Report: Texas, Oklahoma expected to soon inform Big 12 they plan to leave conference
Texas and Oklahoma’s days in the Big 12 appear to be numbered.
On the same day of news that Texas and Oklahoma have reached out to the SEC, Rivals’ Texas site Orangebloods is reporting that the two schools are close to informing the Big 12 that they plan to leave the conference:
A high-level university official informed Orangebloods the expectation is that Texas and Oklahoma would inform the Big 12 as early as next week that both schools intend to decline on extending the existing set of media rights. The contract expires in 2025.
The Orangebloods article follows the bombshell report from Brent Zwerneman of the Houston Chronicle that Texas and Oklahoma reached out to the SEC. If the Longhorns and Sooners are looking to join the SEC upon exiting the Big 12, Texas A&M’s objections may not be able to stop it from happening.
Pete Thamel of Yahoo Sports tweeted Wednesday evening, “A&M’s very public objections are the strongest, and getting 11 of the 14 votes doesn’t appear to be an issue.” Eleven of the 14 SEC schools have to vote in favor of adding a new school. There was a report that Missouri would also vote against adding Oklahoma and Texas.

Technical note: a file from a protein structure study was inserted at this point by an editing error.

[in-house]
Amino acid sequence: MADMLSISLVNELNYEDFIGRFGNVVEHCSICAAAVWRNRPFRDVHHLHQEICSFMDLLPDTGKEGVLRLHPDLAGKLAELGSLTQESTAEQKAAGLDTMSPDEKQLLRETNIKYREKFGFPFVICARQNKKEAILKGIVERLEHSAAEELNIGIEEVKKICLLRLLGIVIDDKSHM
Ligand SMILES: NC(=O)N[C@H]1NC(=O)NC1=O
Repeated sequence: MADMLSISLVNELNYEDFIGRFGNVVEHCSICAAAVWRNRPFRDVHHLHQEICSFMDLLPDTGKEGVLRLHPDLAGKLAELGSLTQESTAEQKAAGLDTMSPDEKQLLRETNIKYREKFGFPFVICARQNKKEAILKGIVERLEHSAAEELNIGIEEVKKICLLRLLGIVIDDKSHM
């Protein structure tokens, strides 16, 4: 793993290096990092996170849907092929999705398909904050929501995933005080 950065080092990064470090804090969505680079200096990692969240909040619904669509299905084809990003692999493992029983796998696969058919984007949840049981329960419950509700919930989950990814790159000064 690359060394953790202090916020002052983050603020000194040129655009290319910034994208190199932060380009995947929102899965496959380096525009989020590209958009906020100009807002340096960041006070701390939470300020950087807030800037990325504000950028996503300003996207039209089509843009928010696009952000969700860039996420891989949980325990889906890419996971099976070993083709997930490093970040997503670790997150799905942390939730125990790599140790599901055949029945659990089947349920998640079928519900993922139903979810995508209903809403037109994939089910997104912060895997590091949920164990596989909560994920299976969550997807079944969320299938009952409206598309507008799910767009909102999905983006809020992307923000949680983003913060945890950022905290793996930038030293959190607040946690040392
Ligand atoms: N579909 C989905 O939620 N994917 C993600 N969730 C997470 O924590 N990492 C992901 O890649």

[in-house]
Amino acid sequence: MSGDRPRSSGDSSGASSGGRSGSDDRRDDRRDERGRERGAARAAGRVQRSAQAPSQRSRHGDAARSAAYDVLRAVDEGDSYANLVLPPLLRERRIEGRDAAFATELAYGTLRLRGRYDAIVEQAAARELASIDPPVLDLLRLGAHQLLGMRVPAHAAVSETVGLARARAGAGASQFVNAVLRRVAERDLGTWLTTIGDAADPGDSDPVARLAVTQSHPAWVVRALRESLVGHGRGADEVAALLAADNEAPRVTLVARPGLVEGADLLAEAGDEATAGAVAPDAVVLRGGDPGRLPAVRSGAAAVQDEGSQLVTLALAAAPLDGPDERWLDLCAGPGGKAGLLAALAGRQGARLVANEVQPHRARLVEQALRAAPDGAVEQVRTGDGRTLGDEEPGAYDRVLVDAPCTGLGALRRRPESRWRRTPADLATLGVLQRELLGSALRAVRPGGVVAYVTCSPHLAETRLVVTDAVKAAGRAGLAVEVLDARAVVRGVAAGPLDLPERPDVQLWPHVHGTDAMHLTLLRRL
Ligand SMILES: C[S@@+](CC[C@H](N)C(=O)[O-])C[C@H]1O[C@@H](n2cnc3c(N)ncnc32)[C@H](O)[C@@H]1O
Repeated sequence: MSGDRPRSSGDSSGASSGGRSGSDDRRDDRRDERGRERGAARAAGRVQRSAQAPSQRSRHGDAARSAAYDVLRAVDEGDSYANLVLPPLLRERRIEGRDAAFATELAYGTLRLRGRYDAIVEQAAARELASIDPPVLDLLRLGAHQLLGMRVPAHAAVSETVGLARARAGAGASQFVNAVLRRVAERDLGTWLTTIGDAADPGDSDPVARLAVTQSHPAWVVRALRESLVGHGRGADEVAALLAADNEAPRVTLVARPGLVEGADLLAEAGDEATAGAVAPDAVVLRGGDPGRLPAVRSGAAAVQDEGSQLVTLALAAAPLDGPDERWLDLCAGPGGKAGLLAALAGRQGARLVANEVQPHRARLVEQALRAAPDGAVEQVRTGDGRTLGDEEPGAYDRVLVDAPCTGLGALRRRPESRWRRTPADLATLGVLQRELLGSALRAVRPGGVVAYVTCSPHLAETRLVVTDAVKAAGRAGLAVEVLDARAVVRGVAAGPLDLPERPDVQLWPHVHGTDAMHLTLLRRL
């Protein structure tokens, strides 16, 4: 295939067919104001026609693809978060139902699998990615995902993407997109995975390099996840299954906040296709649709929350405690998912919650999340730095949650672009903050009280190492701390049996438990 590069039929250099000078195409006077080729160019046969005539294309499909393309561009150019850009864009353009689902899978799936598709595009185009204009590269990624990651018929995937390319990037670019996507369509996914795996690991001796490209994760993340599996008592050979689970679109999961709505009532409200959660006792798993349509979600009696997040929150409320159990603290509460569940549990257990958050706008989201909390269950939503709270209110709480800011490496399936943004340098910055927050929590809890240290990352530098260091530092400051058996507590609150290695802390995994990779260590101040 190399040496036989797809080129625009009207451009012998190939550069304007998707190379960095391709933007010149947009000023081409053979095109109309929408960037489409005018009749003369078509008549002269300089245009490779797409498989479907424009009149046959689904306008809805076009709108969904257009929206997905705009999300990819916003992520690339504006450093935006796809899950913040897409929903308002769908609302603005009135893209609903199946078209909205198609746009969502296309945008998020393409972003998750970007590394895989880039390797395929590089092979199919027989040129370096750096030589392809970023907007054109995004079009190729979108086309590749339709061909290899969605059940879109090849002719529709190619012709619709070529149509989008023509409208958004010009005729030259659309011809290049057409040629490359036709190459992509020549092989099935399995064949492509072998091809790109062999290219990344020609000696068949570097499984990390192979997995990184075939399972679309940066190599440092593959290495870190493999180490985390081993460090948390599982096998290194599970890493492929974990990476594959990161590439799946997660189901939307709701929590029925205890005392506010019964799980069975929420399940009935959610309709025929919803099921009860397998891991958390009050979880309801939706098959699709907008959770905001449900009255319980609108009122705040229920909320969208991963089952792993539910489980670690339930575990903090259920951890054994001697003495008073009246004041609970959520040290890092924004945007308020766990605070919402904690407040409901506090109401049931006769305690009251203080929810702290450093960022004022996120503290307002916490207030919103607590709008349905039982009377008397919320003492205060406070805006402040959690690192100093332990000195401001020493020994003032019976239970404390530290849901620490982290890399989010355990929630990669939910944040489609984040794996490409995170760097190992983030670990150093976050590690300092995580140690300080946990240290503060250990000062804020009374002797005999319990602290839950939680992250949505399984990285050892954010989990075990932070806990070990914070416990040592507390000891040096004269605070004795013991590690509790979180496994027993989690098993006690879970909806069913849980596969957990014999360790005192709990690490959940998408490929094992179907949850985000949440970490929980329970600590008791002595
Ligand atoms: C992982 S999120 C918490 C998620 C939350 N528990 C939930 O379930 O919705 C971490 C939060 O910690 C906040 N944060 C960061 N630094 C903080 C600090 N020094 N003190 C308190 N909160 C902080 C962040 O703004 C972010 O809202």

Texas A&M AD Ross Bjork told Paul Finebaum on Wednesday afternoon that one of the reasons Texas A&M left the Big 12 for the SEC was wanting to have a “standalone identity” in the state of Texas.
“The SEC has been a perfect fit for us,” Bjork said on the show. “We want to maintain that same identity. Perhaps there’s a reason that Texas and Oklahoma are looking around – if that’s the case.”
Bjork added, “We love being in the SEC. We love being the only (SEC) program in the state of Texas. We’re going to maintain that position, but we’re also going to make sure that we are a leader in college athletics and we’ll see what the future holds.”
The Orangebloods reports adds that Texas’ move to the SEC would signal the end of the Longhorn Network “and that the school has come to terms with this.” The article also mentions the possibility of LHN “folding into” the SEC Network.